Sunday, January 24, 2010

Day 12: Chikumbuso

Highligts o Day 12
  1. Meeting the craftswomen of Chikumbuso
  2. Attending an intervention meeting

After spending a lot of time in the office earlier this week, they all acknowledged that this was a slow week for the staff because of the EOY reports. Everyone I asked said they'd be doing paperwork Friday morning. On top of that, they (and everyone in Lusaka) was having internet difficulties. Supposedly "all of Zambia" had lost their internet connection Thursday. Jen's luckily was up and running late that evening but I knew the GRS office wouldn't be working.

I told Lena that Naomi didn't need to pick me up at 8am Friday morning if there was nothing going on. In all honesty, I had my share of meetings and taking notes and I really really needed to finish my study abroad application for this upcoming fall. I just planned on joining the GRS crew for the afternoon graduation at St. Lawrence.

Lo and behold, the internet wasn't working Friday morning at Jen's. On top of that I later found out that Gesh and Bruce went to TWO graduations in the morning while everyone else was at the office. I just asked the wrong people what the plans were for the next day. I was disappointed that I missed the opportunity to go to more graduations and interventions.

Anyway that afternoon, the staff piled in the car to travel to St. Lawrence for a graduation. This one was much more organized than the one at Kampala ground because it was enclosed within the walls of the community school. Barefeet mentors lead the group in energizers, which are response songs and dances that get the enthusiasm level up. It felt like I was a counselor at Camp O again! During one of the dance offs I was pulled into the middle of the circle. Felix, a nine year old boy, was trying to show off so I whipped out my dancing skills. Of course, it set off laughter to watch the mzungus dancing (Brian was in the middle as well). I know I keep saying "I had fun" but I have no other way to say I thoroughly enjoyed being part of children's laughter and games.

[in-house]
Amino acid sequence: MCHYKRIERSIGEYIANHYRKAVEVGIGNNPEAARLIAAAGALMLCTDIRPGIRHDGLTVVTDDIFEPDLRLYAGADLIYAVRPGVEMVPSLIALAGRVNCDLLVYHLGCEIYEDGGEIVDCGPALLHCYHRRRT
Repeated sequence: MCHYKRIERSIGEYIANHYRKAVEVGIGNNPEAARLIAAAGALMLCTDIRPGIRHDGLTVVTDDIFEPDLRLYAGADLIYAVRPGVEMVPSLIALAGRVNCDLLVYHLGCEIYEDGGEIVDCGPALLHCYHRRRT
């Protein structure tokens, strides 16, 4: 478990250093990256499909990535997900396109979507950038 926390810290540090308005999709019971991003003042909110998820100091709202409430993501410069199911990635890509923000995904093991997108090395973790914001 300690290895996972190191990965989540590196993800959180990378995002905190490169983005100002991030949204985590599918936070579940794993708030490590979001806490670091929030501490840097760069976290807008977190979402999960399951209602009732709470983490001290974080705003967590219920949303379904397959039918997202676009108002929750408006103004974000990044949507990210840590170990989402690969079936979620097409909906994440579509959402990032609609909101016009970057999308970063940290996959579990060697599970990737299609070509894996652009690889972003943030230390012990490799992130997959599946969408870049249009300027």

For the graduation portion, a group of girls recited poems. One of them gave quite the theatrical performance for the group of kids and the line of teachers that came to process over the ceremony. David then called the names of the children. They made their way down the line of teachers and some GRS staff shaking hands before they were handed the certificate and I got to hand them a pencil, pen, or crayon. I was kind of a big deal, in case you didn't catch that. haha

It's all running together but I think it was that same afternoon that we all traveled to Chikumbuso to see an intervention. Chikumbuso used to be a bar and run down place that Linda bought and turned into a community center and shop for women's crafts. Linda, wife of Bruce the head of WBR, knows Jen therefore the women I talked with in the shop also knew Jen. For such a big town, it has quite the small town feel! The women here use plastic shopping bags to make purses, bags, and clutches of a variety of colors and sizes. They also make aprons, quilts, bracelets, earrings. The aprons and quilts are made from the chtenge cloth-they looked so awesome! Each woman has a craft speciality so buying goods from their store goes directly to them and their families. Naturally, I bought a bunch of stuff.